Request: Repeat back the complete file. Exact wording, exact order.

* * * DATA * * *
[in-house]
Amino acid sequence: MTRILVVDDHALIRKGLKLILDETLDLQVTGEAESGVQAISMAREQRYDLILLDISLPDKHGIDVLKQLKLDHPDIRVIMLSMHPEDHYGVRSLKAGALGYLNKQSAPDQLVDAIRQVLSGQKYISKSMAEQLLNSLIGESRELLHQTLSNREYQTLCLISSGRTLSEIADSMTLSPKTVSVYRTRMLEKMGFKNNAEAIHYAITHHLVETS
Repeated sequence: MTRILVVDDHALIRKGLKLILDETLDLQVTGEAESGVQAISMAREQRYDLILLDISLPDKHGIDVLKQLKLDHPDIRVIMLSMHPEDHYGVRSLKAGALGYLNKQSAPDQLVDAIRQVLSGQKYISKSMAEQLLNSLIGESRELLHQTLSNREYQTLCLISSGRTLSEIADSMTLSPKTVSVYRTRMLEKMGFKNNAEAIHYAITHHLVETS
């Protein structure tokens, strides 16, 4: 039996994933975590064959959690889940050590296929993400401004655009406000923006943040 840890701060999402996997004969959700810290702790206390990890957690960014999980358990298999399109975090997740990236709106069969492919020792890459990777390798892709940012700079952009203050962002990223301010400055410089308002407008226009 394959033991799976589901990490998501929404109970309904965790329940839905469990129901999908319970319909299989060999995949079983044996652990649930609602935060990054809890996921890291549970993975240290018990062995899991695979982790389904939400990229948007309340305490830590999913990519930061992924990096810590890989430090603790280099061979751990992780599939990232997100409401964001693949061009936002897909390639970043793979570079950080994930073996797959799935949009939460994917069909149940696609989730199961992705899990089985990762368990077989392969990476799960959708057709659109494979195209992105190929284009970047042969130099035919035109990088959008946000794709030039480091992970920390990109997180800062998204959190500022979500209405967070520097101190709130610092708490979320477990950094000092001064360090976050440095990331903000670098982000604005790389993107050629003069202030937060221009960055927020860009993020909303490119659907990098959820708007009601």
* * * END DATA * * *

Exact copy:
[in-house]
Amino acid sequence: MTRILVVDDHALIRKGLKLILDETLDLQVTGEAESGVQAISMAREQRYDLILLDISLPDKHGIDVLKQLKLDHPDIRVIMLSMHPEDHYGVRSLKAGALGYLNKQSAPDQLVDAIRQVLSGQKYISKSMAEQLLNSLIGESRELLHQTLSNREYQTLCLISSGRTLSEIADSMTLSPKTVSVYRTRMLEKMGFKNNAEAIHYAITHHLVETS
Repeated sequence: MTRILVVDDHALIRKGLKLILDETLDLQVTGEAESGVQAISMAREQRYDLILLDISLPDKHGIDVLKQLKLDHPDIRVIMLSMHPEDHYGVRSLKAGALGYLNKQSAPDQLVDAIRQVLSGQKYISKSMAEQLLNSLIGESRELLHQTLSNREYQTLCLISSGRTLSEIADSMTLSPKTVSVYRTRMLEKMGFKNNAEAIHYAITHHLVETS
């Protein structure tokens, strides 16, 4: 039996994933975590064959959690889940050590296929993400401004655009406000923006943040 840890701060999402996997004969959700810290702790206390990890957690960014999980358990298999399109975090997740990236709106069969492919020792890459990777390798892709940012700079952009203050962002990223301010400055410089308002407008226009 394959033991799976589901990490998501929404109970309904965790329940839905469990129901999908319970319909299989060999995949079983044996652990649930609602935060990054809890996921890291549970993975240290018990062995899991695979982790389904939400990229948007309340305490830590999913990519930061992924990096810590890989430090603790280099061979751990992780599939990232997100409401964001693949061009936002897909390639970043793979570079950080994930073996797959799935949009939460994917069909149940696609989730199961992705899990089985990762368990077989392969990476799960959708057709659109494979195209992105190929284009970047042969130099035919035109990088959008946000794709030039480091992970920390990109997180800062998204959190500022979500209405967070520097101190709130610092708490979320477990950094000092001064360090976050440095990331903000670098982000604005790389993107050629003069202030937060221009960055927020860009993020909303490119659907990098959820708007009601």